By Consumers For Quality Care, on March 4, 2021
Rural Pennsylvania’s elderly community is facing tough obstacles when it comes to COVID-19 vaccinations, according to a report by the Williamsport Sun-Gazette.
Robert Keen, an 84-year-old retired ambulance driver, thought that his days of trying to protect himself from COVID-19 were coming to an end. However, despite being among the most at-risk for COVID-19, he has been told not to expect to receive the vaccine until April. Why? Keen lives in a town that doesn’t have a hospital.
The growing number of hospital closures in rural areas is an added challenge to the elderly populations in those areas. Data shows that more than 119 rural hospitals have closed since 2010. Oftentimes, rural communities have proven too small to take on the work of administering the vaccine.
About 17% of Pennsylvania’s 12.8 million residents are older than 65, Census data show. In many rural counties, older residents make up about 20% of the population.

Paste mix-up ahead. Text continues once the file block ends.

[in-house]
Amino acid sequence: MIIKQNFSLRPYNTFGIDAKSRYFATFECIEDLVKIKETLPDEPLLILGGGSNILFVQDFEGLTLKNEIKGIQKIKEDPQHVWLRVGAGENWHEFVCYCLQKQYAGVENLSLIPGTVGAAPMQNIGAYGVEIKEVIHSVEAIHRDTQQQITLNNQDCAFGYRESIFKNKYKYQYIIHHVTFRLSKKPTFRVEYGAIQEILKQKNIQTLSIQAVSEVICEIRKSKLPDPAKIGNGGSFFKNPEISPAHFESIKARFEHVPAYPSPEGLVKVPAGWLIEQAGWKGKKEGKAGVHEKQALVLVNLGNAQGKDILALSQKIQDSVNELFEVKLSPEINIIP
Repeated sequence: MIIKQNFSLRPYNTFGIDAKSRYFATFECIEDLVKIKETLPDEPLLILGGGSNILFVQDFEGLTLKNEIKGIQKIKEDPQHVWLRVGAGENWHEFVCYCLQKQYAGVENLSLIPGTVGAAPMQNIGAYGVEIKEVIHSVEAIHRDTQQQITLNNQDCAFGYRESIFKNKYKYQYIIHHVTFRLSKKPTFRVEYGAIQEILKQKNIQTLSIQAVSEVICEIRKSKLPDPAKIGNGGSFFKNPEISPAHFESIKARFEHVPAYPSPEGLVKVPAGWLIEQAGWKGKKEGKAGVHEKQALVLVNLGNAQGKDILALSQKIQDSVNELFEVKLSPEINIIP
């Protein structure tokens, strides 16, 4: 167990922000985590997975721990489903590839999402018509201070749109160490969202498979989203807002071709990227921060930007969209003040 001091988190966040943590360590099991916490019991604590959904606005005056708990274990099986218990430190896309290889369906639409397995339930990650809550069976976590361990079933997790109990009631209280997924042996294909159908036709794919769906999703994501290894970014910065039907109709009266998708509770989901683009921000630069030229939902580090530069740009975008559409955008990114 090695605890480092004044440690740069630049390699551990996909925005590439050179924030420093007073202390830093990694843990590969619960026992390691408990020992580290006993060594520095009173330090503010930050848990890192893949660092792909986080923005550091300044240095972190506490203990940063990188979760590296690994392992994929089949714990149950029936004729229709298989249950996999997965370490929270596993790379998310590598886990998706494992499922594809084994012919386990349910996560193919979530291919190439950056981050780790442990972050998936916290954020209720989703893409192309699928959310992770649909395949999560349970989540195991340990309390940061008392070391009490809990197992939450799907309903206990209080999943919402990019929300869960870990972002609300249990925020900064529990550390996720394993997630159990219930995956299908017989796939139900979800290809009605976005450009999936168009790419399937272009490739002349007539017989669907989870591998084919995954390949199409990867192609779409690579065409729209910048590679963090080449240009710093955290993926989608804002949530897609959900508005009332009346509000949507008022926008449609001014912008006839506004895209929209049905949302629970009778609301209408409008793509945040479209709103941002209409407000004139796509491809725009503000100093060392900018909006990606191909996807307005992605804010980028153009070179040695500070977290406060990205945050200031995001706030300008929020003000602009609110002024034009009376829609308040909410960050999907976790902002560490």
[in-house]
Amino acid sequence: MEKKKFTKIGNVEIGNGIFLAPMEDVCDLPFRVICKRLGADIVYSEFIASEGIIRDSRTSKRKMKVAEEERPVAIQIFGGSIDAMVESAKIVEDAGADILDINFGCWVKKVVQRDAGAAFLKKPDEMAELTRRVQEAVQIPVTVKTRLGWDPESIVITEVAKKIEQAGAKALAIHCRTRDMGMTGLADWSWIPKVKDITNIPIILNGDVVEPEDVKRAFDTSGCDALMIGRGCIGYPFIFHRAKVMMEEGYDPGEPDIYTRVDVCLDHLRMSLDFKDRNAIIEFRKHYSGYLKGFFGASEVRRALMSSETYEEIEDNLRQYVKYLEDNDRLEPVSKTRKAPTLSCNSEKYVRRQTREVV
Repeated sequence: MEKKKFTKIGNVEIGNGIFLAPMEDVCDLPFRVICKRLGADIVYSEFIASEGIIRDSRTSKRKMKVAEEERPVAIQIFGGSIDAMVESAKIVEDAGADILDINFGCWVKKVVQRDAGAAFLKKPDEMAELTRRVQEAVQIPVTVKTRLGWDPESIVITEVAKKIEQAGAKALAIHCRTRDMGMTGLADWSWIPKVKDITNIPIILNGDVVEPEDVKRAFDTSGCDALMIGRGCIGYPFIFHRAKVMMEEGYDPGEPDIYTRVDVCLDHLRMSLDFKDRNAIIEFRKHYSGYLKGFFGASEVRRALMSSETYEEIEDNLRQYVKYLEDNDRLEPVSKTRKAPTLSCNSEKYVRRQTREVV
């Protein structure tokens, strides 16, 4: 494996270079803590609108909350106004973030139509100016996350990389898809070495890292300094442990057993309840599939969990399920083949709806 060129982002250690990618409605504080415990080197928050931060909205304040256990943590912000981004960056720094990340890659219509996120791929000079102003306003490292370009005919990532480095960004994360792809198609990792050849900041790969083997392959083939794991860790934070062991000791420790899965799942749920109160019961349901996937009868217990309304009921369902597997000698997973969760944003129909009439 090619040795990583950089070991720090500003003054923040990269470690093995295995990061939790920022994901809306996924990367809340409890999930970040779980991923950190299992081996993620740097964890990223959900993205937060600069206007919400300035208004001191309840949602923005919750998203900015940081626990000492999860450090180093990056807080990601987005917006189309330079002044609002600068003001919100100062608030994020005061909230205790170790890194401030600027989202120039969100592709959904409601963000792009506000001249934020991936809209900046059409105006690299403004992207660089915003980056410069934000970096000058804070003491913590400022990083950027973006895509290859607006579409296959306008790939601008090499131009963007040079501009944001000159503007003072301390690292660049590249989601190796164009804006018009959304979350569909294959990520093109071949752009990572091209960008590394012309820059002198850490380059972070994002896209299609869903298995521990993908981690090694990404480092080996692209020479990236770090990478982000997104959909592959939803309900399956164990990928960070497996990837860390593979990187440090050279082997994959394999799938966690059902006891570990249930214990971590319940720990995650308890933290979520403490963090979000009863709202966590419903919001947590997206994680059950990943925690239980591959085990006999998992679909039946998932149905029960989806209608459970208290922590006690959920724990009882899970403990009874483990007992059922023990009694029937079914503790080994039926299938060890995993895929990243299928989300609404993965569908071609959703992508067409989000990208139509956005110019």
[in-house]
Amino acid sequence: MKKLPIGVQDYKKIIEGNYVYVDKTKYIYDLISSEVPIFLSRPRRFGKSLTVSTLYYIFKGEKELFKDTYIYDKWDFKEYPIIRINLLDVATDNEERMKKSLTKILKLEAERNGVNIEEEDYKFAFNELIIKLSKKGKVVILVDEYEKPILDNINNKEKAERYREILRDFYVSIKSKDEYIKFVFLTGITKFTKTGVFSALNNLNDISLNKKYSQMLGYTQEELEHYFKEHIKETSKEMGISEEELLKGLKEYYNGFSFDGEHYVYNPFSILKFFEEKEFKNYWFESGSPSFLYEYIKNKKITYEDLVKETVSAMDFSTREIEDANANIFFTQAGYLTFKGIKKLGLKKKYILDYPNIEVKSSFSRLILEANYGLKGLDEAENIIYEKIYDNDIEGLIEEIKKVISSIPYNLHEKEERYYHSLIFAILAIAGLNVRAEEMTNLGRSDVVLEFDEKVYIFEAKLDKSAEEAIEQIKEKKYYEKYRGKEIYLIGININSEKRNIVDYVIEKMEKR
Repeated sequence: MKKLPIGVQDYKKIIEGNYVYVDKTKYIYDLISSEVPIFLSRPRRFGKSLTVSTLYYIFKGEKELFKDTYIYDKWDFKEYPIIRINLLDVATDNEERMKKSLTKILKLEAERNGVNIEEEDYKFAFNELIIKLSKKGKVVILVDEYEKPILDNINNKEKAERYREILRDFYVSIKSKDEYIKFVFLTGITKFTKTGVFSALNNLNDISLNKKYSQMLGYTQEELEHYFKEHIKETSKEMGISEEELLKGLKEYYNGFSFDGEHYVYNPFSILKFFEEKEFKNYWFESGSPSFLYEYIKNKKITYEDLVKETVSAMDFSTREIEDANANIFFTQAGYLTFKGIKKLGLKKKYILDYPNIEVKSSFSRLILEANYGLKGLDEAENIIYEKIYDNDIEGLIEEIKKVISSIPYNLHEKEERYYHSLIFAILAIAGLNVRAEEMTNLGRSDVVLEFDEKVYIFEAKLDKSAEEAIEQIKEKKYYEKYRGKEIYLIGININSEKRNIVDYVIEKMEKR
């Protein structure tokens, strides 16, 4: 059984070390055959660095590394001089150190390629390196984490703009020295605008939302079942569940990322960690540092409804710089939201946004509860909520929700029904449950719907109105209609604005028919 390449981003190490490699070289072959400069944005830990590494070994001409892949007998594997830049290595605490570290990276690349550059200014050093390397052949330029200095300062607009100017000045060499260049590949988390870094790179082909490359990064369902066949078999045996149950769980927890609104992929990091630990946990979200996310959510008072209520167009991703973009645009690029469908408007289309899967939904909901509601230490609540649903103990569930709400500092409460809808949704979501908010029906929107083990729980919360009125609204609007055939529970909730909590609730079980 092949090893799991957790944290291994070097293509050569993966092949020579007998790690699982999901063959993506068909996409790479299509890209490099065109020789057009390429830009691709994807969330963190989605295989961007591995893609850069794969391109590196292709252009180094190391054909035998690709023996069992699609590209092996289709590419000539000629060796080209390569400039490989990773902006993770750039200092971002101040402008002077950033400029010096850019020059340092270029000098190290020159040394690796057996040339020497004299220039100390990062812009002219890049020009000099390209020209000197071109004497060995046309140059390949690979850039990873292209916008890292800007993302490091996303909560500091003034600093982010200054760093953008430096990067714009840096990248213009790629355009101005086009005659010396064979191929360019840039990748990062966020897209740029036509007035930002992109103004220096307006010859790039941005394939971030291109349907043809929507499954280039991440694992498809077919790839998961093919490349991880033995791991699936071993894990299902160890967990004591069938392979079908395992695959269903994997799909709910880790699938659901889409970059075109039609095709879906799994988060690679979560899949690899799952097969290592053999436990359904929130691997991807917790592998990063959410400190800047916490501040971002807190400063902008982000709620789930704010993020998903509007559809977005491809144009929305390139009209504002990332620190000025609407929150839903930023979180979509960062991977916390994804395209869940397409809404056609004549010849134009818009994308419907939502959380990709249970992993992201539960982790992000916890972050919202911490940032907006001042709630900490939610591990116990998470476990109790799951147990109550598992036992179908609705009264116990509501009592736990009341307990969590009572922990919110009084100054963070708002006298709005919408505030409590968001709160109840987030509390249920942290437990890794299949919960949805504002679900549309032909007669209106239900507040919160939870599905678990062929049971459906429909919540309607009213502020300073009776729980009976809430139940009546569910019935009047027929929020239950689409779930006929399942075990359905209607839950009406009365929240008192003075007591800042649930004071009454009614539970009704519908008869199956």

Many older residents in rural areas also tend to live on farms, making internet accessibility an added challenge. Furthermore, older residents lack internet literacy, which makes booking a vaccine appointment online difficult.
“Many of our older folks, they aren’t computer savvy,” [said Alice Gray, one of the county’s commissioners]. “They don’t use computers. So if the only way they have is to schedule an appointment via the internet, I don’t know if they know how to do that.”
Pennsylvania state Senator Lindsey Williams has called for a system to alert residents about vaccination eligibility, as well as stronger partnerships between residents, officials and pharmacies.
“After more than 10 months of the uncertainty and hardships that this pandemic has brought us, Pennsylvanians are confused and anxious to receive a vaccine, and they deserve clearer communication and more concrete answers,” Williams said.